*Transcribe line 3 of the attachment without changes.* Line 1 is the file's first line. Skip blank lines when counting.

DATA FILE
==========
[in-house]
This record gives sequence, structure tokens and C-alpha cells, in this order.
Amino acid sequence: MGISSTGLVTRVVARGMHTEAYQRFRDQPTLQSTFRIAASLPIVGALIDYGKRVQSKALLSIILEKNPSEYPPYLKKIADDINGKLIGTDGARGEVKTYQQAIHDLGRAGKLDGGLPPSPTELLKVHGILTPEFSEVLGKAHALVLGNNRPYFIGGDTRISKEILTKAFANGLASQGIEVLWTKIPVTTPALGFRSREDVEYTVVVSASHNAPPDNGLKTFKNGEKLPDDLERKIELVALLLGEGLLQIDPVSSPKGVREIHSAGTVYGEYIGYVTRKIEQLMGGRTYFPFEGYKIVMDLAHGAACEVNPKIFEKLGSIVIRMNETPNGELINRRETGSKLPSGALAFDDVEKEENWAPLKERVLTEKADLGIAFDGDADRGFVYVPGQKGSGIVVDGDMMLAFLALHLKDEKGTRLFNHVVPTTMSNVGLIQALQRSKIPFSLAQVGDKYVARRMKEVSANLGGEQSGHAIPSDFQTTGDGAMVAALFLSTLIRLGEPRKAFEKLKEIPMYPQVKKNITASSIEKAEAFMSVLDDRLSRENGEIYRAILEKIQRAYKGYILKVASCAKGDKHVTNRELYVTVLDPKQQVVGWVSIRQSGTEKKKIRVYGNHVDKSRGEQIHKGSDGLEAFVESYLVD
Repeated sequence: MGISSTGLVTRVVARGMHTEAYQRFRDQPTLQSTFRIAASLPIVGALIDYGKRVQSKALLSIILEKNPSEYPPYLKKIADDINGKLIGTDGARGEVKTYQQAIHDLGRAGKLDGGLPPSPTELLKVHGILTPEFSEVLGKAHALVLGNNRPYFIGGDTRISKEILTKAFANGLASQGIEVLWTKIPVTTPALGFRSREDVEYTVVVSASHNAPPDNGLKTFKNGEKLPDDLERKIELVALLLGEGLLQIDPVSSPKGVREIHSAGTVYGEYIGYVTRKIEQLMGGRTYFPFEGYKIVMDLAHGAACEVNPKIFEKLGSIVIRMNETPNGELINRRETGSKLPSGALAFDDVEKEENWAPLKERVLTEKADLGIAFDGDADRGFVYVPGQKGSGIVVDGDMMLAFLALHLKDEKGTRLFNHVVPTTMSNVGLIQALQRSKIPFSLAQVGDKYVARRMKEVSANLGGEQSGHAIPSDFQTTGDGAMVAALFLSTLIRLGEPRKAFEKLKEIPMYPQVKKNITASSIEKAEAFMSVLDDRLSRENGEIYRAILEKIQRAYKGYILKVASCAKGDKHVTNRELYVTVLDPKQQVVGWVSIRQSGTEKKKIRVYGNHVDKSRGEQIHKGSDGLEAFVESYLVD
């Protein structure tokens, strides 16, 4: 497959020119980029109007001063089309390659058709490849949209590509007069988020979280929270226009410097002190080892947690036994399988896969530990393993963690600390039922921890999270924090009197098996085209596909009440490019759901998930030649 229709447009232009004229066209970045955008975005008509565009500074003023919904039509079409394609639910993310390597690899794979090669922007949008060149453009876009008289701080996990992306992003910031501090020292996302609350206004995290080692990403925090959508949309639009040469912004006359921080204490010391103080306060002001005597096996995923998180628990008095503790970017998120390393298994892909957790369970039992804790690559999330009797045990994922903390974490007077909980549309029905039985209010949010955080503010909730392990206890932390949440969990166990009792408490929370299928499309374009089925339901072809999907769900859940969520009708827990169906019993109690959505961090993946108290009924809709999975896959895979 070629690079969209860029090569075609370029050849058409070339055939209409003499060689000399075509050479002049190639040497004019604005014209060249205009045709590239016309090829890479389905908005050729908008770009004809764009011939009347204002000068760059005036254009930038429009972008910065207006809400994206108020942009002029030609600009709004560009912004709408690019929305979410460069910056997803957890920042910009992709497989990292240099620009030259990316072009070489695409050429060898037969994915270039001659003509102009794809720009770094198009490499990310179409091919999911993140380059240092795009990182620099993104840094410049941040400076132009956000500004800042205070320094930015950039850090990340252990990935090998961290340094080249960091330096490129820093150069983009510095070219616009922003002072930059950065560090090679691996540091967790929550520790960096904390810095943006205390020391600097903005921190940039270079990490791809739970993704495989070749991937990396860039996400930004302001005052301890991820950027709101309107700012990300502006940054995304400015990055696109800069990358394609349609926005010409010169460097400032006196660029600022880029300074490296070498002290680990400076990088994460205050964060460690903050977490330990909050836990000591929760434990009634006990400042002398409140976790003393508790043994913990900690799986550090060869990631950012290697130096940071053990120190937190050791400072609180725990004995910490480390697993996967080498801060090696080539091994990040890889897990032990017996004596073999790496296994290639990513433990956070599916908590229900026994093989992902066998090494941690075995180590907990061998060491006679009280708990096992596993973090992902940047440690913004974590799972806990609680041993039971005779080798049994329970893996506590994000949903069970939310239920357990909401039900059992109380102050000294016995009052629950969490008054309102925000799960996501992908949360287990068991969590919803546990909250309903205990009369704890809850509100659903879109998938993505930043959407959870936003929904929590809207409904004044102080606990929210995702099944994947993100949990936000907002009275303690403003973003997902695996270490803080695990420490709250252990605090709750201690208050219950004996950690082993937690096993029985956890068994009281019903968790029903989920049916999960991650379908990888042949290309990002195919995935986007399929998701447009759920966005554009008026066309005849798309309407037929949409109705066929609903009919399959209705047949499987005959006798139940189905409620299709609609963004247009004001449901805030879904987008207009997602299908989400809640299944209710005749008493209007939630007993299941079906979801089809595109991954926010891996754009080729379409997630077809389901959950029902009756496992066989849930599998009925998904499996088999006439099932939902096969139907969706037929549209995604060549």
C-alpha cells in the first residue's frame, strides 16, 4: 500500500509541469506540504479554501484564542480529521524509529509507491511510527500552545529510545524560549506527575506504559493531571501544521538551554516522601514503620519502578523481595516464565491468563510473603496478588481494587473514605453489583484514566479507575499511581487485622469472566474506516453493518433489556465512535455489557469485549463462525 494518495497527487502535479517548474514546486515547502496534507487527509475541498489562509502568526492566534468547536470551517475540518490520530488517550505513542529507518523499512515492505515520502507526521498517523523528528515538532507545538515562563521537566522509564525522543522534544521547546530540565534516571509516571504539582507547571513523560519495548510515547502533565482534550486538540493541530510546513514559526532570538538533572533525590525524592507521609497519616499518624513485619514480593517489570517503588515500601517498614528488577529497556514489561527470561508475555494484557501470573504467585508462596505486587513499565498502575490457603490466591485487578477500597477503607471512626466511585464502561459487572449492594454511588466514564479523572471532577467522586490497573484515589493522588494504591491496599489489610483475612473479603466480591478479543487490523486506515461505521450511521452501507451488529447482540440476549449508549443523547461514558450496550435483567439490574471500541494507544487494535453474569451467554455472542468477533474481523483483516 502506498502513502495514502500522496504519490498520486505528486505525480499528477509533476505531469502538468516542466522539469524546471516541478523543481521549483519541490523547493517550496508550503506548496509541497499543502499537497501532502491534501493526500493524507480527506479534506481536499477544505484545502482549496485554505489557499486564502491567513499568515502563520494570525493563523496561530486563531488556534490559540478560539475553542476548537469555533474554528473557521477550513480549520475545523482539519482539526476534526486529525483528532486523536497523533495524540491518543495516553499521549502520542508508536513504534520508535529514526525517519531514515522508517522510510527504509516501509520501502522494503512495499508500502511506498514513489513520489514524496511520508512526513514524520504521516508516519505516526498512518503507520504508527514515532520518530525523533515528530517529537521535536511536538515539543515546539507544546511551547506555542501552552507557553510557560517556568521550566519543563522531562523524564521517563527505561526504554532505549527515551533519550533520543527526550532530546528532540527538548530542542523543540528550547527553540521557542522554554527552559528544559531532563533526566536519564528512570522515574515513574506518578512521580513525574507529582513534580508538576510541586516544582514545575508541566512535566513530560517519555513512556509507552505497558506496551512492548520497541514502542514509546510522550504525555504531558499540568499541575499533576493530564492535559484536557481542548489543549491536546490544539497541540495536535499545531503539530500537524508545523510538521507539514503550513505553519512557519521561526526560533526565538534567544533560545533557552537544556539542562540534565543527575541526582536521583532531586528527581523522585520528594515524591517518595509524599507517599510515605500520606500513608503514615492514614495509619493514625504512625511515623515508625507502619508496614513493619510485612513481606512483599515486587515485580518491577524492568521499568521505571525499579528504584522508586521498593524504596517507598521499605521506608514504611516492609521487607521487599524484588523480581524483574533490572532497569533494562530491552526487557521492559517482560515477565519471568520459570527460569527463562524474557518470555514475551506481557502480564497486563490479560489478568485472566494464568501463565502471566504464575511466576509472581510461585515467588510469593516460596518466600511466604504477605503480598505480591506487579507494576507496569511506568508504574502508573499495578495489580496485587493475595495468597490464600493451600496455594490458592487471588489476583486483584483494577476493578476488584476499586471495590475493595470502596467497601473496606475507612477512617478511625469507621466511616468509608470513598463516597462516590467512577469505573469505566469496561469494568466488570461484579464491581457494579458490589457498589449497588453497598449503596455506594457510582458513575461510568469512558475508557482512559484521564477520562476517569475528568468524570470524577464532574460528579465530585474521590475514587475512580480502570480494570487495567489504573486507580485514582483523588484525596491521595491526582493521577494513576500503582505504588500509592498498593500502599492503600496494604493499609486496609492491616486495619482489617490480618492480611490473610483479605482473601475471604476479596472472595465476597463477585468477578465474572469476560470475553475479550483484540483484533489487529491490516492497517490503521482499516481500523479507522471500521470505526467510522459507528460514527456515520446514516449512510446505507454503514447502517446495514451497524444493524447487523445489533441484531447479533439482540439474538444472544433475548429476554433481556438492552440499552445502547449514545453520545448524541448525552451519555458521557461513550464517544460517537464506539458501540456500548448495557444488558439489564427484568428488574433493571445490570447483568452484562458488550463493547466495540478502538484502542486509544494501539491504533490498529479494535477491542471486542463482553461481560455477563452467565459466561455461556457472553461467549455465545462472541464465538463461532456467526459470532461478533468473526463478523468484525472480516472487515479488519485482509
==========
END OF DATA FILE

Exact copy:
Amino acid sequence: MGISSTGLVTRVVARGMHTEAYQRFRDQPTLQSTFRIAASLPIVGALIDYGKRVQSKALLSIILEKNPSEYPPYLKKIADDINGKLIGTDGARGEVKTYQQAIHDLGRAGKLDGGLPPSPTELLKVHGILTPEFSEVLGKAHALVLGNNRPYFIGGDTRISKEILTKAFANGLASQGIEVLWTKIPVTTPALGFRSREDVEYTVVVSASHNAPPDNGLKTFKNGEKLPDDLERKIELVALLLGEGLLQIDPVSSPKGVREIHSAGTVYGEYIGYVTRKIEQLMGGRTYFPFEGYKIVMDLAHGAACEVNPKIFEKLGSIVIRMNETPNGELINRRETGSKLPSGALAFDDVEKEENWAPLKERVLTEKADLGIAFDGDADRGFVYVPGQKGSGIVVDGDMMLAFLALHLKDEKGTRLFNHVVPTTMSNVGLIQALQRSKIPFSLAQVGDKYVARRMKEVSANLGGEQSGHAIPSDFQTTGDGAMVAALFLSTLIRLGEPRKAFEKLKEIPMYPQVKKNITASSIEKAEAFMSVLDDRLSRENGEIYRAILEKIQRAYKGYILKVASCAKGDKHVTNRELYVTVLDPKQQVVGWVSIRQSGTEKKKIRVYGNHVDKSRGEQIHKGSDGLEAFVESYLVD